Email is a modern classic as far as business solutions are concerned, and you’d be hard-pressed to find an office that didn’t use it in some capacity or another. However, because email is so popular, it has become a favorite attack vector of malicious users. Fortunately, there are some basic practices that will help keep your email account secure and your communications private.
As you might imagine, one of the most important, basic ways that you can lock down your email account is to ensure that your password is sufficiently strong. Too often, breach statistics (and similar data sets) reveal that passwords are still overwhelmingly insecure. Pet names, birthdays and anniversaries, and favorite sports teams are used as passwords far more than they should be, as are common keyboard patterns, like qwerty, asdf, and the like. Some minimal social engineering could very easily provide someone with access to an email account they have no business being in.
To counter this, avoid the temptation to resort to formulaic, easy-to-guess password systems – like, for instance, smushing your alma mater’s mascot together with the number of your childhood home. Again, these password conventions are the first things that a cybercriminal will try if they want to get into your email account. Instead, do your best to rely on an as-random-as-possible string of numbers and letters – creating a different one for each of your accounts. This will ensure that your passwords are as strong as possible with the added benefit of protecting the rest of your accounts if one of your passwords is discovered.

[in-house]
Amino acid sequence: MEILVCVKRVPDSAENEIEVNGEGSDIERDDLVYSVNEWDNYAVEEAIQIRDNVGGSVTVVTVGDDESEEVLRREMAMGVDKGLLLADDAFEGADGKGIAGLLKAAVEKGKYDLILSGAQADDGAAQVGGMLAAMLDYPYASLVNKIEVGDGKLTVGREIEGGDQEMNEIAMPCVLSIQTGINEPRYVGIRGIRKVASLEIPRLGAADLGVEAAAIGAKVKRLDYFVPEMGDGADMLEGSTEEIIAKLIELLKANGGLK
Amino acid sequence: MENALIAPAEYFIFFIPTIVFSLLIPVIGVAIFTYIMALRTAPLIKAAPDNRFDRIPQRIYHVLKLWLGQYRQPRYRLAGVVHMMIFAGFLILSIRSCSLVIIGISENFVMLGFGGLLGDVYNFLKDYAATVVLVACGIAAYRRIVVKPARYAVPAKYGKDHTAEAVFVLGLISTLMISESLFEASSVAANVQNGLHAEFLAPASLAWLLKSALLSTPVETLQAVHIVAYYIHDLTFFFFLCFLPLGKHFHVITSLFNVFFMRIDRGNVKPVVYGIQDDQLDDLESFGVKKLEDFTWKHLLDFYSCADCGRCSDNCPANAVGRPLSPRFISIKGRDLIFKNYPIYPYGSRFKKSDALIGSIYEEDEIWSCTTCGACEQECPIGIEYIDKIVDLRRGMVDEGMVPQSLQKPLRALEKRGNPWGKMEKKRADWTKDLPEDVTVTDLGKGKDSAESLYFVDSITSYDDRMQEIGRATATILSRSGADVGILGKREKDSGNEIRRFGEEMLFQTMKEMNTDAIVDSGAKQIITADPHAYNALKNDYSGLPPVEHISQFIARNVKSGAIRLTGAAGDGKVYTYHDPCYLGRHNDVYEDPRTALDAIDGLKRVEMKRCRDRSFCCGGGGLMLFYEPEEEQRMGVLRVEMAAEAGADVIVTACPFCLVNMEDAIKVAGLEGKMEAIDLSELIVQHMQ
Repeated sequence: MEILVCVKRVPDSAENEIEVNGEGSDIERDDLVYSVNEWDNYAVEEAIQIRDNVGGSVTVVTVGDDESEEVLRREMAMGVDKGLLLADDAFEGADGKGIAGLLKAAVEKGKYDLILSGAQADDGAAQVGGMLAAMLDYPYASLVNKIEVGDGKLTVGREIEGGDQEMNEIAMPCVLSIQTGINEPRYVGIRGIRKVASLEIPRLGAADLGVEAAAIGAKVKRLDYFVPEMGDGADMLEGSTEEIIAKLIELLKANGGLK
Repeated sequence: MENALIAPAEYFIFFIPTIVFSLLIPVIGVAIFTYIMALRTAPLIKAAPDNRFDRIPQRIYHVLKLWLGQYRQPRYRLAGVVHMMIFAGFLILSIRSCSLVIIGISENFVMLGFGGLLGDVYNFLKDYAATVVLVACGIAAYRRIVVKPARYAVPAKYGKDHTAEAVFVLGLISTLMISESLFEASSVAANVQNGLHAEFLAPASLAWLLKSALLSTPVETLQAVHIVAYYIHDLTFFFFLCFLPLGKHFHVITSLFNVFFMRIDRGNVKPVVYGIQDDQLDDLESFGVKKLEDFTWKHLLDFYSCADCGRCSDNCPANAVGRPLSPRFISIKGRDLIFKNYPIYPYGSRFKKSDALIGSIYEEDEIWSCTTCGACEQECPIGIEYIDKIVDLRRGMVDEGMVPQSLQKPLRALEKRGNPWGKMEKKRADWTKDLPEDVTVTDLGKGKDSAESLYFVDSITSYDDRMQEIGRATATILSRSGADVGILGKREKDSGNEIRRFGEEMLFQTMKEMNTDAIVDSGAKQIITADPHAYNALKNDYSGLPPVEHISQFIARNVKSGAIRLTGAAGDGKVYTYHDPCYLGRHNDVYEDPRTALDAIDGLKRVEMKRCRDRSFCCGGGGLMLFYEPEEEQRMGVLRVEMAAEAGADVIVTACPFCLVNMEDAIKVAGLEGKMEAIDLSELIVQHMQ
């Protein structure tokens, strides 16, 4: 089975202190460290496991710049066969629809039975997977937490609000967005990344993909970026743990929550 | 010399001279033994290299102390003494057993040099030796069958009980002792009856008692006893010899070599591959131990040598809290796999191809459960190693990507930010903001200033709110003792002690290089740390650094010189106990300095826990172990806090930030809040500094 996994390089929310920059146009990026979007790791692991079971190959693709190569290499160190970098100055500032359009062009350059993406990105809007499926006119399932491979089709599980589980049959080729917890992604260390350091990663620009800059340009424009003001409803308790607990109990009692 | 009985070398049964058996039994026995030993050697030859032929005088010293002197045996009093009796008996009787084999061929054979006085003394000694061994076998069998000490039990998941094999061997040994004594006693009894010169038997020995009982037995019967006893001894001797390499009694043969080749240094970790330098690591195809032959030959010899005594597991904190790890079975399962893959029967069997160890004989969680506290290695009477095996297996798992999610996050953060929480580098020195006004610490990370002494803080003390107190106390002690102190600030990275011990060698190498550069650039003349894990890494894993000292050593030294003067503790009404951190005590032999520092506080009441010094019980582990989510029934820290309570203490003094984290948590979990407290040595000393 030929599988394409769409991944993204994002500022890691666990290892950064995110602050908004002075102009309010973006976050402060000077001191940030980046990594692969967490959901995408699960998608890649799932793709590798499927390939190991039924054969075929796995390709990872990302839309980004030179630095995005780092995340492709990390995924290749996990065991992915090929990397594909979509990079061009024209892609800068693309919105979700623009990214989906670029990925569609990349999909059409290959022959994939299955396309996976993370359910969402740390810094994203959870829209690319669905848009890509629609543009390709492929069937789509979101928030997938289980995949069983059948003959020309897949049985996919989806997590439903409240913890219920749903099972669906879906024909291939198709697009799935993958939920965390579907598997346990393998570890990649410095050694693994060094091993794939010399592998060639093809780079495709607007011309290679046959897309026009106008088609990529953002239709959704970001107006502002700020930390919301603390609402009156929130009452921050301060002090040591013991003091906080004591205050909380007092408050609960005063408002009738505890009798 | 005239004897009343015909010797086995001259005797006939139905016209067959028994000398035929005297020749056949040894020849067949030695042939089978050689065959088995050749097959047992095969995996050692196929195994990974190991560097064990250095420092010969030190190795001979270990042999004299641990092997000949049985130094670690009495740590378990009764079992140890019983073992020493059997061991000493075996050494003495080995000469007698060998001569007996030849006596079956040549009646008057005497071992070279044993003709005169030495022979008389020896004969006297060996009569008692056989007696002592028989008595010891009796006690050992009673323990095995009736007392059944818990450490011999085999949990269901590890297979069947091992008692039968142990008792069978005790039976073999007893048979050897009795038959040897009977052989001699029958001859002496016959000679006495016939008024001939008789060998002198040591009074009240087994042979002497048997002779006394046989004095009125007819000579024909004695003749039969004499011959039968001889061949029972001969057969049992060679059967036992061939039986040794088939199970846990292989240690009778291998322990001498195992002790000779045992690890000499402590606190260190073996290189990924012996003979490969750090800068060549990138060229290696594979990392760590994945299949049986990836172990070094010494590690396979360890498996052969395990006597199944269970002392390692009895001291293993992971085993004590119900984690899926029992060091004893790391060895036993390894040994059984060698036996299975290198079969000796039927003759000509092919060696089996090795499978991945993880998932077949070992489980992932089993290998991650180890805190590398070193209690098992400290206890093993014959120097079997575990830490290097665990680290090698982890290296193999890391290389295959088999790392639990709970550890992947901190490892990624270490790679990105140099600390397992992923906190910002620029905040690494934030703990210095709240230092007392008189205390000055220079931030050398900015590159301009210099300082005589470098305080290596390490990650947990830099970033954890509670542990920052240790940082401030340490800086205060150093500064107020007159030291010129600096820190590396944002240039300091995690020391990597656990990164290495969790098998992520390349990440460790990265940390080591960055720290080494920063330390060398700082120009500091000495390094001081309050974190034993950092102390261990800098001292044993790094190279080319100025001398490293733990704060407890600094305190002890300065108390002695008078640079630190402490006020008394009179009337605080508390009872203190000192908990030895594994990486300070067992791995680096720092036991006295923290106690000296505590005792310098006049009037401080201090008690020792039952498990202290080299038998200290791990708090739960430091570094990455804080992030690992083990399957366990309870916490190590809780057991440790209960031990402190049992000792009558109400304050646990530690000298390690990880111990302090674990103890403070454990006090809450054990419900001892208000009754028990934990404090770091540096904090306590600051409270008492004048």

Of course, for the sake of pragmatism, is it totally realistic to remember a completely random string of alphanumeric characters for everything that requires a password? For many, it isn’t. That’s why many resort to using, rather than a password, a passphrase. A passphrase takes a sentence memorable to the individual and turns it into a mnemonic device. So, a fan of films by Rob Reiner could take a line from one of his works and create a password from it, like “uRdBS” or “HFSTC” from The Princess Bride, or “UCHTT” from A Few Good Men.
Once you’ve accessed your email, there are a few ways that you can avoid putting yourself at risk. One very important way is to avoid the links in email unless you have verified that they do, in fact, go to (and come from) where they appear to.
First, where will the included link direct you? Links can be tricky things, which makes them a favorite of cybercriminals to use in emails. If the link is attached to text, you should hover over it and peek at the status bar that pops up before clicking on it. While the text might say that it brings you to the sender’s official webpage, the link could very well actually direct you to a domain that uploads a virus into your system. If the status bar says that you will be directed to someplace that doesn’t look quite right, skip the link.
You also shouldn’t blindly open an email that hasn’t come from a known or verified source, and even that can now be dangerous. There is a tactic that can be used to great effect as a way to snare even the most cybersecurity-mindful targets called email spoofing. As its name suggests, email spoofing is the act of forging an email’s header so that it appears to have come from someone else, likely someone trusted enough that the email will be opened, read, and interacted with.
As a result, it is best to verify the email with the cited sender whenever possible, through a different means of communication. Whether that means a quick phone call or instant message before you open the email, it is better to be safe than it is to be sorry.
To learn more about email security, click here.